I think people are forgetting that Microsoft held off for nearly an entire year before admitting that the RROD problem existed on a grand scale, and not until there was a rather sizable class-action lawsuit forming. Microsoft released several statements that the hardware failures were "well within" industry standards and that the problem only affected a handful of users.RobCoxxy said:Ewwww. Sony SHOULD be paying for their busted consoles. As I recall, Microsoft did. Sheesh. I totally support these guys in their lawsuit.
Since any large business has an entrenched bureaucracy that must be penetrated before mass decisions can take effect, the simple fact is that Sony cannot, at the drop of a hat, declare that the repairs will be free on affected consoles. When they are able to make such an announcement, it is likely that customers who went through with repairs before that point will be reimbursed, similarly to what happened with 360 users.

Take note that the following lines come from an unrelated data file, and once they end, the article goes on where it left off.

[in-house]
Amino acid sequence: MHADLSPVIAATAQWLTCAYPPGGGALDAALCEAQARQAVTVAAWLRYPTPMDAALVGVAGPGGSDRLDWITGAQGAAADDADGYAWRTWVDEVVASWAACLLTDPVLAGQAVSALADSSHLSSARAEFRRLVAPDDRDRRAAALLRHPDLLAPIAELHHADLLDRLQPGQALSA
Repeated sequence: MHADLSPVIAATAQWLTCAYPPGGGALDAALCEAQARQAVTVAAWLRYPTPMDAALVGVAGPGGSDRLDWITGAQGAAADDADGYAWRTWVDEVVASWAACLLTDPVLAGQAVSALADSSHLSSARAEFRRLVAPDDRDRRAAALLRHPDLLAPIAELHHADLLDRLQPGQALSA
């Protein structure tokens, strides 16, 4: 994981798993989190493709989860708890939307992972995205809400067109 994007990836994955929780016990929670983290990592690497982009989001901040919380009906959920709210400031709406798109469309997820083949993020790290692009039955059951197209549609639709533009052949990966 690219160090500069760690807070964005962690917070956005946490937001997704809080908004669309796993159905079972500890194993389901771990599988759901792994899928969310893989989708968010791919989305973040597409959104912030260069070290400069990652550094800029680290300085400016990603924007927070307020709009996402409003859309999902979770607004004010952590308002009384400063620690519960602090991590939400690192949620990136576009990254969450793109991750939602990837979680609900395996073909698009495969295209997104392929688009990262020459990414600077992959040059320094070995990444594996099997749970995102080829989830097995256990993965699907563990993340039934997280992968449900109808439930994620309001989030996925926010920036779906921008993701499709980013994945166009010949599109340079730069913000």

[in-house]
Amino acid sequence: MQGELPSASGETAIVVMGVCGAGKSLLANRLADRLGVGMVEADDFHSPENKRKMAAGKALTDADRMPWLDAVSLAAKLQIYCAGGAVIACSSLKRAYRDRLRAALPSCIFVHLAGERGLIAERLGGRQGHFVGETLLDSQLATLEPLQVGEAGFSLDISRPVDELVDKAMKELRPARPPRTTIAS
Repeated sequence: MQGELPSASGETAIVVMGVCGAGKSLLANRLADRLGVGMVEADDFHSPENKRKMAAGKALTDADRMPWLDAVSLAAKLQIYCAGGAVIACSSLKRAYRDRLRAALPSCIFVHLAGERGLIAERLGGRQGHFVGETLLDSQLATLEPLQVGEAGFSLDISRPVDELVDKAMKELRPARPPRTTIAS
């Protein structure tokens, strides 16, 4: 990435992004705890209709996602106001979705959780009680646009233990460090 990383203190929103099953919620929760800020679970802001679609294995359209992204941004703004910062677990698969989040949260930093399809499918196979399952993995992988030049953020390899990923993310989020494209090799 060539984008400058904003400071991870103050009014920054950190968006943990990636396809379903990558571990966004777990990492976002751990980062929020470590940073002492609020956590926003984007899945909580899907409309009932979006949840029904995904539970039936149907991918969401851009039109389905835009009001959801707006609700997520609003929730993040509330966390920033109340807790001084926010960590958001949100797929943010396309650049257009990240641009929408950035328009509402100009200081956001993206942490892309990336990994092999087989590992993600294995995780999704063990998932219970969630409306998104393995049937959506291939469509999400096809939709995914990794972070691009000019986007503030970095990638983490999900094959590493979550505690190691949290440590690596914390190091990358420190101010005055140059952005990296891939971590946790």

Right now we have a situation where we know that only a handful of users are affected (compared to the total PS3 owners), and this lawsuit has formed within a couple weeks of the firmware update, after an initial fix was already rendered.
So, why is this lawsuit launching so swiftly, when compared to the 8-10 months it took for a class-action lawsuit to form against Microsoft -- a much richer, domestic company -- for the RROD -- which affected a far greater number of users? I would suspect that it's similar to the unknown companies that were launching patent lawsuits against Nintendo and Sony (but not Microsoft), where it was found out that those unknown companies -- with their obscure patents -- had been acquired by Microsoft for seemingly the sole purpose of tying their rivals up in said lawsuits.
Despite the rapid influx of new information that the internet allows us, it seems as if most people have a selective or otherwise short memory for things that have happened in recent history.